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Speciation by host-switching in pinyon Cinara (Insecta: Hemiptera: Aphididae).
Mol Phylogenet Evol. 2004 Jul; 32(1):139-51.MP

Abstract

Parasite-host cospeciation has received much attention as an important mechanism in the diversification of phytophagous insects. However, studies have shown that for certain taxa, it is not host fidelity but host-switching that plays the critical role in speciation. Cinara are aphids (Insecta: Hemiptera: Aphididae: Lachninae) that feed exclusively on the woody parts of conifers of the Cupressaceae and Pinaceae. They are unusual aphids because most Pinaceae play host to several species of Cinara. The aphids show relatively strong host fidelity, and as a consequence historically have been treated based on the taxonomy of their hosts. The historical paradigm of aphid evolution implies that Cinara species have radiated to different parts of the same host species and/or speciated with their host. Using mitochondrial cytochrome oxidase 1 and nuclear elongation factor 1-alpha DNA sequences, we performed molecular phylogenetic analysis of Cinara species, concentrating on those associated with pinyon pines in the southwestern USA. We determined that switching hosts has played a key role in the speciation of the genus, reflected in the polyphyly of pinyon-feeding Cinara. Furthermore, species sharing a common feeding site on different hosts were more closely related to each other than to those sharing the same host but at different feeding sites, suggesting that feeding site fidelity plays a more important role in speciation than does host fidelity in general. This study also elucidated the primary taxonomy of various species: it suggested that Cinara rustica Hottes is a junior synonym of C. edulis (Wilson) and that C. wahtolca Hottes represents two species on the two different pinyon pine species, Pinus edulis Englem. and P. monophylla Torr. & Frem.

Authors+Show Affiliations

Illinois Natural History Survey, Champaign, IL 61820, USA. crf@uiuc.eduNo affiliation info available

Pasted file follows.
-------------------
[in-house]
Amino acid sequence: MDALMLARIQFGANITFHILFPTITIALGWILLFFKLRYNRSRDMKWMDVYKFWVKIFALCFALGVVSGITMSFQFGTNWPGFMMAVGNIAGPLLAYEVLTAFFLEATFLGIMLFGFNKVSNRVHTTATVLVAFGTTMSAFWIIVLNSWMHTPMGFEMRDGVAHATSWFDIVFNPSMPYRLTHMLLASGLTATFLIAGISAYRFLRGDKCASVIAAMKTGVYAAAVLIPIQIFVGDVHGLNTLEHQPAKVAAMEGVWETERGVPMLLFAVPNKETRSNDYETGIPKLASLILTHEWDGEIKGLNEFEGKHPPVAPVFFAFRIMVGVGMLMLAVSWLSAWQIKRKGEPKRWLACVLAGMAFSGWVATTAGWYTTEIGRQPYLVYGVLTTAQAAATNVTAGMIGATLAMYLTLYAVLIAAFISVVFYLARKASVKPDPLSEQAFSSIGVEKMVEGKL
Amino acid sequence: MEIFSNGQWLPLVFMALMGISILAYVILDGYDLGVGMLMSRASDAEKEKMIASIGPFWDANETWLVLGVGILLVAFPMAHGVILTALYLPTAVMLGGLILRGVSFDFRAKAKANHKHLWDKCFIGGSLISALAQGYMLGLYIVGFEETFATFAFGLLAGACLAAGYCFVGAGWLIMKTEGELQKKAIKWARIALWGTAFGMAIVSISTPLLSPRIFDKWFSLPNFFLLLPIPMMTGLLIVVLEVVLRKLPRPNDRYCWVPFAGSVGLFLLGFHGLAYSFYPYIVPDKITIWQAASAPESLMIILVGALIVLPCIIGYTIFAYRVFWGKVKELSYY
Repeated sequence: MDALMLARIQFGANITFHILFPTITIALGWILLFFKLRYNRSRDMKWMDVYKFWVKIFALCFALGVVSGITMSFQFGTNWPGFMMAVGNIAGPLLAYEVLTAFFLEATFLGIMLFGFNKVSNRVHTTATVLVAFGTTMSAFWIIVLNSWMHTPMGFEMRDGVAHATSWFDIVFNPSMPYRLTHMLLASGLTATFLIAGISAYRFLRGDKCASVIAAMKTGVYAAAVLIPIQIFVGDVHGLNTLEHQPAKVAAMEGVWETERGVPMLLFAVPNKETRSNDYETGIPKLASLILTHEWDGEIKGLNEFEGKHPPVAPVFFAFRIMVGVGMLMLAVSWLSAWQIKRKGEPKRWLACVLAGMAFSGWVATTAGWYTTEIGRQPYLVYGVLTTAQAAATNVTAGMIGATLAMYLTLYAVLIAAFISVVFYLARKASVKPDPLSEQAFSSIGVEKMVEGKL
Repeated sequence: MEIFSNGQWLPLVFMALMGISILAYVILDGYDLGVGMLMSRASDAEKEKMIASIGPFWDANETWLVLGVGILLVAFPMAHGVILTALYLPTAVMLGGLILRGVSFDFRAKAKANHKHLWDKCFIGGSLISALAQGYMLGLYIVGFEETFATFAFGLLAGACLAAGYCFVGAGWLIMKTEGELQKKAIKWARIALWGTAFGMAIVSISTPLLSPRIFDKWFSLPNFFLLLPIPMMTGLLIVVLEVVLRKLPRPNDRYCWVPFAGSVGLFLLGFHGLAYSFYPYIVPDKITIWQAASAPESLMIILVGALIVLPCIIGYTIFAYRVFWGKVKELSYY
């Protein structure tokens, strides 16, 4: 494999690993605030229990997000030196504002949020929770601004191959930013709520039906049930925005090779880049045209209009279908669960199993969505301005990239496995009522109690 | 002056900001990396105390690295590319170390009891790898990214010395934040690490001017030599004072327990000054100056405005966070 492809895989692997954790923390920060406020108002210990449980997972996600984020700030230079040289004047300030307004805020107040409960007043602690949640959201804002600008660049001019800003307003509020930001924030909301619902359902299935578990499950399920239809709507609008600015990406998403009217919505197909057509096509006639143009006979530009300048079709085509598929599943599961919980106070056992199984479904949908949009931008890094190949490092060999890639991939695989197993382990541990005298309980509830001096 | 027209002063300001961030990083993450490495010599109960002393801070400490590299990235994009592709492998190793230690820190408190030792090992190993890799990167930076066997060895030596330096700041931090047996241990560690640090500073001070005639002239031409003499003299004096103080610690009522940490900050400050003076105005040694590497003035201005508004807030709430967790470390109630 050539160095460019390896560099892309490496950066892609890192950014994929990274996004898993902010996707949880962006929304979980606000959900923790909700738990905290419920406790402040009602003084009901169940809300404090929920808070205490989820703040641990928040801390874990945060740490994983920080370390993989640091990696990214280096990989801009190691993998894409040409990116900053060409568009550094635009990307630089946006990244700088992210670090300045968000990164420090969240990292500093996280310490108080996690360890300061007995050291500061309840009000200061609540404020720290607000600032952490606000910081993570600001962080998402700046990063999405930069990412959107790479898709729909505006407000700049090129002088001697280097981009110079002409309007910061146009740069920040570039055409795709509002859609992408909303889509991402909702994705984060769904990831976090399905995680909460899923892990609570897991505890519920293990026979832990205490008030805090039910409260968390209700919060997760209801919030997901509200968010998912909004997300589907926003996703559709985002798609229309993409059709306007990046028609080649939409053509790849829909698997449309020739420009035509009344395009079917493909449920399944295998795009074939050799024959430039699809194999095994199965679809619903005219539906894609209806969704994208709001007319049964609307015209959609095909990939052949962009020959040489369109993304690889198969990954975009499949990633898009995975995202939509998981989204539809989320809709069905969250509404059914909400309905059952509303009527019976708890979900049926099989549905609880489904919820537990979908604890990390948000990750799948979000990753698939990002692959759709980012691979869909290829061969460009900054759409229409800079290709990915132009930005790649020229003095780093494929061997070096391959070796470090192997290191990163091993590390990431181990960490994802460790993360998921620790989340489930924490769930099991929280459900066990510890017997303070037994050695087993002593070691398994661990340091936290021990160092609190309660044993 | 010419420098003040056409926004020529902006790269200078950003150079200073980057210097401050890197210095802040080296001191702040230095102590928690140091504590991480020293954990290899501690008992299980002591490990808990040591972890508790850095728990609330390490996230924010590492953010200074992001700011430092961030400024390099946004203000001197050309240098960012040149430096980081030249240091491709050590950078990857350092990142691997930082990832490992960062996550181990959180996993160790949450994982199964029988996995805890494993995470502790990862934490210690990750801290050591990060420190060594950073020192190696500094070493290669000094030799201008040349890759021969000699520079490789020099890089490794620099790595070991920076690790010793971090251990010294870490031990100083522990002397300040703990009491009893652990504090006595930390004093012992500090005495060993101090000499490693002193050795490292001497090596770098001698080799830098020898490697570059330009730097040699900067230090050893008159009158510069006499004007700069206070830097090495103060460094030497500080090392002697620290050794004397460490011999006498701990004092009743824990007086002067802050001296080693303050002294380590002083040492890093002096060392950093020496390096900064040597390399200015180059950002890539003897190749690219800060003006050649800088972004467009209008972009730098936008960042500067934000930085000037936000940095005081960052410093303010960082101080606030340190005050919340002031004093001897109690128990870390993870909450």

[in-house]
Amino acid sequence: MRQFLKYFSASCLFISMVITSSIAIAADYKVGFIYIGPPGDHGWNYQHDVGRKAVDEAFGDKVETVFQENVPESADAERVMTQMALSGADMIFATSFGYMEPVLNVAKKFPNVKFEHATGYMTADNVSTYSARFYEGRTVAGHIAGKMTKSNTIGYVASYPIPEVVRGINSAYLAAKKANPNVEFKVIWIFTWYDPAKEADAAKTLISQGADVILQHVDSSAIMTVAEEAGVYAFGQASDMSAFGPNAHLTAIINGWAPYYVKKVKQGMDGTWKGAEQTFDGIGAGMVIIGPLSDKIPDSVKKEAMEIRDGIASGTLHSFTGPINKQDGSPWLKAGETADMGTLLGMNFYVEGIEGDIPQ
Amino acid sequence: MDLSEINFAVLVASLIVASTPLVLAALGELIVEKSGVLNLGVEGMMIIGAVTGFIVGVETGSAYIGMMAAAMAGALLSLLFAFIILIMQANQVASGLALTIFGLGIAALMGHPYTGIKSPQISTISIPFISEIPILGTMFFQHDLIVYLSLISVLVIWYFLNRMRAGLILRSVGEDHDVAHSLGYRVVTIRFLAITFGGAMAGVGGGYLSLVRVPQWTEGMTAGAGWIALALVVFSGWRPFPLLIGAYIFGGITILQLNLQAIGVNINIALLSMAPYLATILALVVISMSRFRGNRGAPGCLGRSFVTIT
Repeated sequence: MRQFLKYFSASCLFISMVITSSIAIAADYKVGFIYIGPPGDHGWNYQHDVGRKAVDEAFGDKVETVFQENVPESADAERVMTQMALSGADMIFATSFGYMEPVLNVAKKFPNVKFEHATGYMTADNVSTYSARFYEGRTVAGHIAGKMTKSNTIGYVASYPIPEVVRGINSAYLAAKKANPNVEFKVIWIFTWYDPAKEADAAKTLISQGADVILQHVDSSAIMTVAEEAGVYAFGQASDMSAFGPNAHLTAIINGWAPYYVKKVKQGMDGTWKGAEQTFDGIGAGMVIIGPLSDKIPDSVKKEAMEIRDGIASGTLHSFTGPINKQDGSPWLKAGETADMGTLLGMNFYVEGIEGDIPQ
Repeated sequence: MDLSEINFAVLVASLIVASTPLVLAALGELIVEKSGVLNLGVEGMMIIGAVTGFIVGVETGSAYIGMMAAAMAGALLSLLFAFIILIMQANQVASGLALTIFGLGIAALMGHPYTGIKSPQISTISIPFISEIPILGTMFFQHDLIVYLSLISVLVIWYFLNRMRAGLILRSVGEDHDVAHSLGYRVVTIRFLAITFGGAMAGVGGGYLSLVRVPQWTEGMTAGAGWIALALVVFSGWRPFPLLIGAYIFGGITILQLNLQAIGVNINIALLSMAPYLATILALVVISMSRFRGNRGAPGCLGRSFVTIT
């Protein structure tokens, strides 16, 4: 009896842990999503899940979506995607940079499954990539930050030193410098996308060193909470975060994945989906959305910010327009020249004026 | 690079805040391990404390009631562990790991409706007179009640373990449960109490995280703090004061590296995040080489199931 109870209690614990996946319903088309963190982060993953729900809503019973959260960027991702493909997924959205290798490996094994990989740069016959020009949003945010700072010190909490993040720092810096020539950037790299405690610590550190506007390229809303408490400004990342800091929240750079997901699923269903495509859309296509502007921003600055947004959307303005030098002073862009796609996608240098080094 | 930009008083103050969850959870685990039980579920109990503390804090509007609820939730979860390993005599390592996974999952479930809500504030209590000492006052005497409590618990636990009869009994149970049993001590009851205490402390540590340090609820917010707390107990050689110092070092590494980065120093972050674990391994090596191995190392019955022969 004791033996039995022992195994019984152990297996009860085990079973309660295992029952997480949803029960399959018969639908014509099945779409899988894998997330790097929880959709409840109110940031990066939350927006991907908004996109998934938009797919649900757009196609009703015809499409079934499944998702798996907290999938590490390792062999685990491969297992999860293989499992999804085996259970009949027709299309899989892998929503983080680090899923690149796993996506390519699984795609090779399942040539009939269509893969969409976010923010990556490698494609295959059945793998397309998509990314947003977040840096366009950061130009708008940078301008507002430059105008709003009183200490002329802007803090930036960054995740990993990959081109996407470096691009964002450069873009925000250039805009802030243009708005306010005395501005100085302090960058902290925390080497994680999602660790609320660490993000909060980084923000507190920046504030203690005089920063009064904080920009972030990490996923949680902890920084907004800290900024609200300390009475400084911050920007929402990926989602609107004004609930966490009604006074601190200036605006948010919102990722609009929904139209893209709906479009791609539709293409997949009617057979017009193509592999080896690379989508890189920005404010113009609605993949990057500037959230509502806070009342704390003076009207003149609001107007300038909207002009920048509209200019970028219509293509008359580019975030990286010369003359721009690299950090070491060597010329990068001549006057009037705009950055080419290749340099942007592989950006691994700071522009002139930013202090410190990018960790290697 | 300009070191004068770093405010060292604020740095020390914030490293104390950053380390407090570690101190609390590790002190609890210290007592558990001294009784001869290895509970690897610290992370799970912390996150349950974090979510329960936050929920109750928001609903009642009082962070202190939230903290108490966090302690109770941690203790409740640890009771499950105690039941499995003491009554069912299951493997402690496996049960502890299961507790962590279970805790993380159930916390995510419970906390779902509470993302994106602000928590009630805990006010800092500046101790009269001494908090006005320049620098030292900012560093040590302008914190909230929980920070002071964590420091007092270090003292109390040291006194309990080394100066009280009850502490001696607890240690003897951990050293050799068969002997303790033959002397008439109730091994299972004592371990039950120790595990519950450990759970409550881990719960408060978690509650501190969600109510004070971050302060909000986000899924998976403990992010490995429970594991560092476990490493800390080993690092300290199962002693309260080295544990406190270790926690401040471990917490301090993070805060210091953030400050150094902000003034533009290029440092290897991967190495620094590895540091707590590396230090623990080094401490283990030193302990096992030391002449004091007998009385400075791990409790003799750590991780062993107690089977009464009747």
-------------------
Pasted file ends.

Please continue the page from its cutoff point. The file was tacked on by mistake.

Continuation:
Pub Type(s)

Journal Article
Research Support, Non-U.S. Gov't

Language

eng

PubMed ID

15186803

Citation

Favret, Colin, and David J. Voegtlin. "Speciation By Host-switching in Pinyon Cinara (Insecta: Hemiptera: Aphididae)." Molecular Phylogenetics and Evolution, vol. 32, no. 1, 2004, pp. 139-51.
Favret C, Voegtlin DJ. Speciation by host-switching in pinyon Cinara (Insecta: Hemiptera: Aphididae). Mol Phylogenet Evol. 2004;32(1):139-51.
Favret, C., & Voegtlin, D. J. (2004). Speciation by host-switching in pinyon Cinara (Insecta: Hemiptera: Aphididae). Molecular Phylogenetics and Evolution, 32(1), 139-51.
Favret C, Voegtlin DJ. Speciation By Host-switching in Pinyon Cinara (Insecta: Hemiptera: Aphididae). Mol Phylogenet Evol. 2004;32(1):139-51. PubMed PMID: 15186803.
* Article titles in AMA citation format should be in sentence-case
TY - JOUR T1 - Speciation by host-switching in pinyon Cinara (Insecta: Hemiptera: Aphididae). AU - Favret,Colin, AU - Voegtlin,David J, PY - 2003/06/12/received PY - 2003/12/08/revised PY - 2004/6/10/pubmed PY - 2005/1/13/medline PY - 2004/6/10/entrez SP - 139 EP - 51 JF - Molecular phylogenetics and evolution JO - Mol Phylogenet Evol VL - 32 IS - 1 N2 - Parasite-host cospeciation has received much attention as an important mechanism in the diversification of phytophagous insects. However, studies have shown that for certain taxa, it is not host fidelity but host-switching that plays the critical role in speciation. Cinara are aphids (Insecta: Hemiptera: Aphididae: Lachninae) that feed exclusively on the woody parts of conifers of the Cupressaceae and Pinaceae. They are unusual aphids because most Pinaceae play host to several species of Cinara. The aphids show relatively strong host fidelity, and as a consequence historically have been treated based on the taxonomy of their hosts. The historical paradigm of aphid evolution implies that Cinara species have radiated to different parts of the same host species and/or speciated with their host. Using mitochondrial cytochrome oxidase 1 and nuclear elongation factor 1-alpha DNA sequences, we performed molecular phylogenetic analysis of Cinara species, concentrating on those associated with pinyon pines in the southwestern USA. We determined that switching hosts has played a key role in the speciation of the genus, reflected in the polyphyly of pinyon-feeding Cinara. Furthermore, species sharing a common feeding site on different hosts were more closely related to each other than to those sharing the same host but at different feeding sites, suggesting that feeding site fidelity plays a more important role in speciation than does host fidelity in general. This study also elucidated the primary taxonomy of various species: it suggested that Cinara rustica Hottes is a junior synonym of C. edulis (Wilson) and that C. wahtolca Hottes represents two species on the two different pinyon pine species, Pinus edulis Englem. and P. monophylla Torr. & Frem. SN - 1055-7903 UR - https://www.unboundmedicine.com/medline/citation/15186803/Speciation_by_host_switching_in_pinyon_Cinara__Insecta:_Hemiptera:_Aphididae__ L2 - https://linkinghub.elsevier.com/retrieve/pii/S1055790304000223 DB - PRIME DP - Unbound Medicine ER -